Monday, February 6, 2017

THE LATEST POLLS ON PUTIN ... WITH LOVE FROM TRUMP THE MASTER OF TECHNIQUE

Trump says Polls don't want the RUSSIAN SANCTIONS ... 

Sanctions forced Russia to become more self-sustainable, especially in agriculture. Keep the sanctions, and Russia will soon be an agriculture and manufacturing powerhouse.
THE TAKE-AWAY: TOUGH LOVE ... UNINTENDED CONSEQUENCES ... IMPACT LOUDER THAN WORDS!
  • RUSSIA AND PUTIN'S REACTION IS THAT BEING SELF SUFFICIENT IN CORE AGRICULTURE AND MANUFACTURING INFRASTRUCTURE IS A GOOD THING.  
  • “The sanctions are not designed to push Russia over the edge, economically speaking, even though there’s some folks on the Hill [the Congress in Washington] who are in favour of that. They’re designed to slowly give the government pause for thought."  
  • Russia’s oil and gas wealth, as with Iran, make it resilient to outside pressure.
  • "Russia is too big to isolate completely...and partial isolation is likely to have unintended consequences that contradict U.S. and European intent in imposing sanctions."
Former Ukrainian Prime Minister and longtime criminal Yulia Tymoshenko claims that Trump personally reassured her on the sidelines of the National Prayer Breakfast that sanctions against Russia would remain intact.
What on earth is Tymoshenko doing at the National Prayer Breakfast, and did Politico dabble in dry humor when describing her as "a member of parliament who is positioning herself for a presidential campaign against the beleaguered incumbent president Petro Poroshenko"? (Answers: "begging for money";"we hope so".)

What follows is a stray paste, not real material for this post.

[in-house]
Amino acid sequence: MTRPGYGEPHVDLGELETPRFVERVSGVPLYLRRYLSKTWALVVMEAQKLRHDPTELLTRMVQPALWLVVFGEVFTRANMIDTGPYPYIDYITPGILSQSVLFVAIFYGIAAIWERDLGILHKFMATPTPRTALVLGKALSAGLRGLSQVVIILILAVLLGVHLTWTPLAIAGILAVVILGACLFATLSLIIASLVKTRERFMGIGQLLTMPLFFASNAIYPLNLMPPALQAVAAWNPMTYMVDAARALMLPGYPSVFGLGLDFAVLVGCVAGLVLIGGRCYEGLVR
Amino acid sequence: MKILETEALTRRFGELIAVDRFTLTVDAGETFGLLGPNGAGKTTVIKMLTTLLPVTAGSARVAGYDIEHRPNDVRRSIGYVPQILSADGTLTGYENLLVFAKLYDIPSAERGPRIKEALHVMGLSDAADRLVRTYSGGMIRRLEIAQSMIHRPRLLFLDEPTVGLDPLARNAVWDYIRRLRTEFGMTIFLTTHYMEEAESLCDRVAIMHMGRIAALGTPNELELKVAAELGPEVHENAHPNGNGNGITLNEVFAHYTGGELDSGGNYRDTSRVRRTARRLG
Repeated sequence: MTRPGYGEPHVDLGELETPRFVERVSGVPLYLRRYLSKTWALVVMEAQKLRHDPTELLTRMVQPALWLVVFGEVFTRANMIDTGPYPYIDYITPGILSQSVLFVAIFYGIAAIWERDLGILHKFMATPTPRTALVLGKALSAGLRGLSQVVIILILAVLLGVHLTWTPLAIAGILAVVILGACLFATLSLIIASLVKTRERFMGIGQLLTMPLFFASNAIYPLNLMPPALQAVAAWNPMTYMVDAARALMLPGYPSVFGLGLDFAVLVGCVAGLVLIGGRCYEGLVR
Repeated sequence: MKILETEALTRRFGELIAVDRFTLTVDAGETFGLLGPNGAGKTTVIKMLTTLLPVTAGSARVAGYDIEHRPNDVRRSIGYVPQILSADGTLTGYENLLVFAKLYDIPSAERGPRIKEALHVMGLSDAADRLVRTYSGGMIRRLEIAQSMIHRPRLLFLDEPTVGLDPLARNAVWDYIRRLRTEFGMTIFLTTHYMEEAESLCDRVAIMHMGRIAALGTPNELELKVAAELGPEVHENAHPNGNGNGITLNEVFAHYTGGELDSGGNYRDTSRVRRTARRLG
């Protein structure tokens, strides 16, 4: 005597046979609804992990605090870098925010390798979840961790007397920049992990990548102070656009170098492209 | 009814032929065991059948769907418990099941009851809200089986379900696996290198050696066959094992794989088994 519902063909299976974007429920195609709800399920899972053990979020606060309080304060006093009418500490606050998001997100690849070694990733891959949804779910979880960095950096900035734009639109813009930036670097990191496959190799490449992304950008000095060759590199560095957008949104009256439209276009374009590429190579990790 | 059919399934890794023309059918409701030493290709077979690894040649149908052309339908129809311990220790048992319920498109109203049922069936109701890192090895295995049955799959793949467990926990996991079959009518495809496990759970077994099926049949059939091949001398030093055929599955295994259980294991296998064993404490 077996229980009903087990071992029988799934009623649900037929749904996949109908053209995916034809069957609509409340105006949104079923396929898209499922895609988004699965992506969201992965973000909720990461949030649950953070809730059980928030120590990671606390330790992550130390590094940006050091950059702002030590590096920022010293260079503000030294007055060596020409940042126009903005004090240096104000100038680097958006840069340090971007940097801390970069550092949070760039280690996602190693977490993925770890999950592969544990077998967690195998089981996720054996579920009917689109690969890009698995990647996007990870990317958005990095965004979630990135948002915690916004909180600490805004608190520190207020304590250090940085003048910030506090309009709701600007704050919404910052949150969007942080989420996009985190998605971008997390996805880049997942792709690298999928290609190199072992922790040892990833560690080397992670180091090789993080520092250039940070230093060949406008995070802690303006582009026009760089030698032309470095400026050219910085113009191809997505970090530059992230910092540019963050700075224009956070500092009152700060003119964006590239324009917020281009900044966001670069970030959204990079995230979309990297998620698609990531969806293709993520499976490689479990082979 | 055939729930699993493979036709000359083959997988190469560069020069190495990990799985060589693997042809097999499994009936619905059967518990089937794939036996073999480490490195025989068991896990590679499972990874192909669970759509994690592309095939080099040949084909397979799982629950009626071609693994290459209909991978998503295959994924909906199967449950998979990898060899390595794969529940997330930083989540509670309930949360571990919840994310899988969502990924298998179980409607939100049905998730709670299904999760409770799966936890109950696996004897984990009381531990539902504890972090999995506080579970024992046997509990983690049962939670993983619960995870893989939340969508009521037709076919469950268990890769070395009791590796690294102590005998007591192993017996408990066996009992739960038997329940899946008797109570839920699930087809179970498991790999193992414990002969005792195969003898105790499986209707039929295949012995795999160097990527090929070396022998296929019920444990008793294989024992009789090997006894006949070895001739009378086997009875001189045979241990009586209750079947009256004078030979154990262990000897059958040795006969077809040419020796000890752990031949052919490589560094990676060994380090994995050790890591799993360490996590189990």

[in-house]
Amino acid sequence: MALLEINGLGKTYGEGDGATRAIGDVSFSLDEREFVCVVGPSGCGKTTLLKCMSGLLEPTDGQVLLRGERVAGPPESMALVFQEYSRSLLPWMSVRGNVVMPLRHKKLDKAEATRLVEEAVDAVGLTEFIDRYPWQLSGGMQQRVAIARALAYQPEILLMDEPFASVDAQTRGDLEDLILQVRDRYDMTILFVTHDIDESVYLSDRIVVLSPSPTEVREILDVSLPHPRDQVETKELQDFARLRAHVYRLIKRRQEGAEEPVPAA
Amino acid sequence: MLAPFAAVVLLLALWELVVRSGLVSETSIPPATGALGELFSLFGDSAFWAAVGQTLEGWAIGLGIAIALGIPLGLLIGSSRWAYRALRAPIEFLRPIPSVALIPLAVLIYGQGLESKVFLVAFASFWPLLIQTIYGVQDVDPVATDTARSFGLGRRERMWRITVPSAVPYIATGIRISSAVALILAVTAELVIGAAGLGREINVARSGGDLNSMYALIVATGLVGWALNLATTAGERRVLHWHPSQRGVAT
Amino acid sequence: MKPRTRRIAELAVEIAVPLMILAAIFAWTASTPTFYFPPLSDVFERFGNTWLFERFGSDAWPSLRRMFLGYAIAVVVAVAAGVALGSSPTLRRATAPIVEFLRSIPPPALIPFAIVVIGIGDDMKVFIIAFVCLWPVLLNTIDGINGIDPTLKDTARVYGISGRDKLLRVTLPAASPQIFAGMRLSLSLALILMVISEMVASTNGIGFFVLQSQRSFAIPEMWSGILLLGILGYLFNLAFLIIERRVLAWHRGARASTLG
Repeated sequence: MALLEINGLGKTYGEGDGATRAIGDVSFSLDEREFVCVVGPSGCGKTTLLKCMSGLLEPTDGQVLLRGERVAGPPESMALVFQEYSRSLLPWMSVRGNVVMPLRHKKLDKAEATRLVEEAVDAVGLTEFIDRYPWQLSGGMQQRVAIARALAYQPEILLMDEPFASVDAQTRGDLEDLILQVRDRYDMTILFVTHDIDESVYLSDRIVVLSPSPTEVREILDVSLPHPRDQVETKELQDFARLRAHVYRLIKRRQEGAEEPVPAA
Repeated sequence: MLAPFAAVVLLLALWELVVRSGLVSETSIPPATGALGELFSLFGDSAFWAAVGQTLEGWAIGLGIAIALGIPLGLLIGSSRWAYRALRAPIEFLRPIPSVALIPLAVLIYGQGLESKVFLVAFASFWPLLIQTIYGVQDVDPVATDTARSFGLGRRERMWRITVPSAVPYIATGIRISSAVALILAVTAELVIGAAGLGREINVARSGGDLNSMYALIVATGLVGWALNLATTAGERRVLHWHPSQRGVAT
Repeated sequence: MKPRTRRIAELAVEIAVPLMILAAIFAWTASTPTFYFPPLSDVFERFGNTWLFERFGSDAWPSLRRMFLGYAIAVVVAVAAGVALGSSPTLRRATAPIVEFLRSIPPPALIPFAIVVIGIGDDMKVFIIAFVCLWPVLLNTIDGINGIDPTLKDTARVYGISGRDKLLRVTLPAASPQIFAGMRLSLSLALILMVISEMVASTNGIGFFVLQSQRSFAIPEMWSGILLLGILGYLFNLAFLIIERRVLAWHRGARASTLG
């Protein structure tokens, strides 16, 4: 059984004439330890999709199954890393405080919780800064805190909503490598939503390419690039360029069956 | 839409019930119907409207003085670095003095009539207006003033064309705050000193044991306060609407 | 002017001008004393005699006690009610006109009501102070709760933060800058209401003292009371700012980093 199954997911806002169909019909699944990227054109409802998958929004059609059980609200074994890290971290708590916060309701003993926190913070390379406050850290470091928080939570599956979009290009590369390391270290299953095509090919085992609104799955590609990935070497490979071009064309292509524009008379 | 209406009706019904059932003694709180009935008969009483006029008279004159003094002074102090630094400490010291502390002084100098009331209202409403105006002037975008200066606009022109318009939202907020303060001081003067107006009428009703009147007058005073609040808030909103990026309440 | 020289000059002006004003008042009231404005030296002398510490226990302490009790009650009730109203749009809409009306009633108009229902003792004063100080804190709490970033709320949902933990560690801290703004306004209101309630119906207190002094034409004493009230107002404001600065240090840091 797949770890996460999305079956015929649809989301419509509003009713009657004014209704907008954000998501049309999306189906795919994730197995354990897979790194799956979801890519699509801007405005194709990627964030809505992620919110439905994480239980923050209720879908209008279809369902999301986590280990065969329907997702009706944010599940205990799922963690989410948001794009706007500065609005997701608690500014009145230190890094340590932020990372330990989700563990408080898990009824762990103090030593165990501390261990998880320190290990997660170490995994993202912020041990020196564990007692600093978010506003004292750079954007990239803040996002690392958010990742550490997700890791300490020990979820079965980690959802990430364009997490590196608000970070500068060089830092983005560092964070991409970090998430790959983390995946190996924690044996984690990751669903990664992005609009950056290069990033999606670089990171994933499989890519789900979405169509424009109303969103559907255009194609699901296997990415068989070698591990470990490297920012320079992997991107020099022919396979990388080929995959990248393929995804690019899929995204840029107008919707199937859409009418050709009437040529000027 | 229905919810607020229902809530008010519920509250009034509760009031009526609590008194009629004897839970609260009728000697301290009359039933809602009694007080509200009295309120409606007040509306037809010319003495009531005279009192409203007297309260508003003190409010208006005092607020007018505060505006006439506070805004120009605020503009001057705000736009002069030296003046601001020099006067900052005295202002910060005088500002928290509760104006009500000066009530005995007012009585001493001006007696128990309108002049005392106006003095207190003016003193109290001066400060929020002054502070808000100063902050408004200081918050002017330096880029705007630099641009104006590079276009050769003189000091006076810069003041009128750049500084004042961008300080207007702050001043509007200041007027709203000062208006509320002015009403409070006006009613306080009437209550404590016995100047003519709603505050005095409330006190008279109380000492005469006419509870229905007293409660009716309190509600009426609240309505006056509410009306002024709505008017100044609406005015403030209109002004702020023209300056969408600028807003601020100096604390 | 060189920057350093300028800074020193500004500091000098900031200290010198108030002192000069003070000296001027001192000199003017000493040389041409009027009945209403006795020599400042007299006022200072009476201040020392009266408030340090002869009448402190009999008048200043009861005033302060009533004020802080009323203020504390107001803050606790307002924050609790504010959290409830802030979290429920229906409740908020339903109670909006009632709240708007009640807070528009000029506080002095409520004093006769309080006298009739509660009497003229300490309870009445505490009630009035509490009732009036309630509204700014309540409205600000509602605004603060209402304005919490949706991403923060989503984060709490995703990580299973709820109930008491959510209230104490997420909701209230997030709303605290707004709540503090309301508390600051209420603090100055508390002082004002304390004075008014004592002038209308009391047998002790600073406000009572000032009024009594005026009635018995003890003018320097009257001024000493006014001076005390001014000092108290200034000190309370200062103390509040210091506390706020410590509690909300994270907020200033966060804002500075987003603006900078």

There's absolutely no reason to believe anything relayed by Tymoshenko, but for the sake of argument, let's assume she's being straight with us: Trump will keep sanctions against Russia in place.
Since the first day of sanctions, western political analysts have written lenghty tomes about how western sanctions will crush Russia; about how the Russian economy will collapse; about how Russians will starve in the unswept streets; about how Putin is months — maybe days! — away from being deposed by an angry mob of hungry Russians, desperate for the sweet taste of Monsanto corn and color revolution.
What an absolute pleasure it has been to read, and laugh at.
The truth is that sanctions (and counter sanctions) might have saved the Russian economy. Struggling with rock bottom oil prices, Russia found salvation in its manufacting and agricultural industries, which were underdeveloped but highly competitive do to the devaled ruble. The tired cliche about Russia being "a giant gas station" (hat tip to John McCain) was always a childish exaggeration. But before the sanctions (and counter sanctions), Russia really was underperforming in terms of agricultural and manufacting output.
The sanctions essentially forced innovation and investment in these industries.